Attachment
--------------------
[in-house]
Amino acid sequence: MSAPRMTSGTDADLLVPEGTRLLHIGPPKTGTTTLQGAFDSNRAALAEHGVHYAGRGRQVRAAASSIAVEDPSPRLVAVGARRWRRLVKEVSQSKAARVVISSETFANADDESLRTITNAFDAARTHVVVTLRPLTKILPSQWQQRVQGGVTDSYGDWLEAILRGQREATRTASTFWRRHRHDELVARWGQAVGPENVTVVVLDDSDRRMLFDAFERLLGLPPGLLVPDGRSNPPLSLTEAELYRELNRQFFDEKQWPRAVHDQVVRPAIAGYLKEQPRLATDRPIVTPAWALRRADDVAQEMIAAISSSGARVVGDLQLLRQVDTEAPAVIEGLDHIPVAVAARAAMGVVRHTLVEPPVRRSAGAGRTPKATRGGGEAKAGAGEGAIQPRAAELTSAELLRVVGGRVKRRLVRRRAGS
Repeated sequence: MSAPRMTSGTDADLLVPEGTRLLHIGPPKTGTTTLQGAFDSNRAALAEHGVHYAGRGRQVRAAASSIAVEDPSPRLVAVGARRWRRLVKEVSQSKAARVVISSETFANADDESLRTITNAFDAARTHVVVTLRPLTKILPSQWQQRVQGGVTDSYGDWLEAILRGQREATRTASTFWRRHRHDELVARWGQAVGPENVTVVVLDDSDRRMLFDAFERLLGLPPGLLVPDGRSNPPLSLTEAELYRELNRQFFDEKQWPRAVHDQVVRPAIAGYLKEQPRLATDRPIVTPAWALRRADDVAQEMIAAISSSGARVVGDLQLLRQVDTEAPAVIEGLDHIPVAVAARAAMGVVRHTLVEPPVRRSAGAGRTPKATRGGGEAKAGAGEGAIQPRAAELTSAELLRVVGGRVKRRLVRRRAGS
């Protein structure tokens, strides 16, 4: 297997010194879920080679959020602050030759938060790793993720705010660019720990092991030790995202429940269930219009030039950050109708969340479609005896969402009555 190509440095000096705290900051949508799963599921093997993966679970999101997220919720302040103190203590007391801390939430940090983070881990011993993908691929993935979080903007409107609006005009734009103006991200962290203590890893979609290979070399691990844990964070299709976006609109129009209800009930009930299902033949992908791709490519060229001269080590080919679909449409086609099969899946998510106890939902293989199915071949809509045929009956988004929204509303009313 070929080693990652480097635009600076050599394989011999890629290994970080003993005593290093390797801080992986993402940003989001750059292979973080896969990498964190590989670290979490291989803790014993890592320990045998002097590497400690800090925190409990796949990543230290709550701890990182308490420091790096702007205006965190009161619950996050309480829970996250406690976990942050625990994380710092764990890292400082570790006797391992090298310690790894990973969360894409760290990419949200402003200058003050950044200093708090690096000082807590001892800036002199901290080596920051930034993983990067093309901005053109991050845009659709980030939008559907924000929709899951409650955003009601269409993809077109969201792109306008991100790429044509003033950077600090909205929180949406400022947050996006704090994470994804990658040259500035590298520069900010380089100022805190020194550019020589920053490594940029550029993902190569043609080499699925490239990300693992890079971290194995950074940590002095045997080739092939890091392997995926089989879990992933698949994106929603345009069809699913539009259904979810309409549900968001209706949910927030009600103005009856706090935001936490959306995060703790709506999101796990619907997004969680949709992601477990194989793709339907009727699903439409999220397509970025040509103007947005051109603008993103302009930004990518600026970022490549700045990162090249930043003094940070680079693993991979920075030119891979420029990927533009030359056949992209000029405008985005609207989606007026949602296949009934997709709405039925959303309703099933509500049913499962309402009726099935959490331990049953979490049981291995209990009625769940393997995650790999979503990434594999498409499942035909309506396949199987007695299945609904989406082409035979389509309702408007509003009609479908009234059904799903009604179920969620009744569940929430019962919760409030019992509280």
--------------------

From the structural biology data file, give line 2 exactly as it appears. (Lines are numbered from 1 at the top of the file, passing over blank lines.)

Amino acid sequence: MSAPRMTSGTDADLLVPEGTRLLHIGPPKTGTTTLQGAFDSNRAALAEHGVHYAGRGRQVRAAASSIAVEDPSPRLVAVGARRWRRLVKEVSQSKAARVVISSETFANADDESLRTITNAFDAARTHVVVTLRPLTKILPSQWQQRVQGGVTDSYGDWLEAILRGQREATRTASTFWRRHRHDELVARWGQAVGPENVTVVVLDDSDRRMLFDAFERLLGLPPGLLVPDGRSNPPLSLTEAELYRELNRQFFDEKQWPRAVHDQVVRPAIAGYLKEQPRLATDRPIVTPAWALRRADDVAQEMIAAISSSGARVVGDLQLLRQVDTEAPAVIEGLDHIPVAVAARAAMGVVRHTLVEPPVRRSAGAGRTPKATRGGGEAKAGAGEGAIQPRAAELTSAELLRVVGGRVKRRLVRRRAGS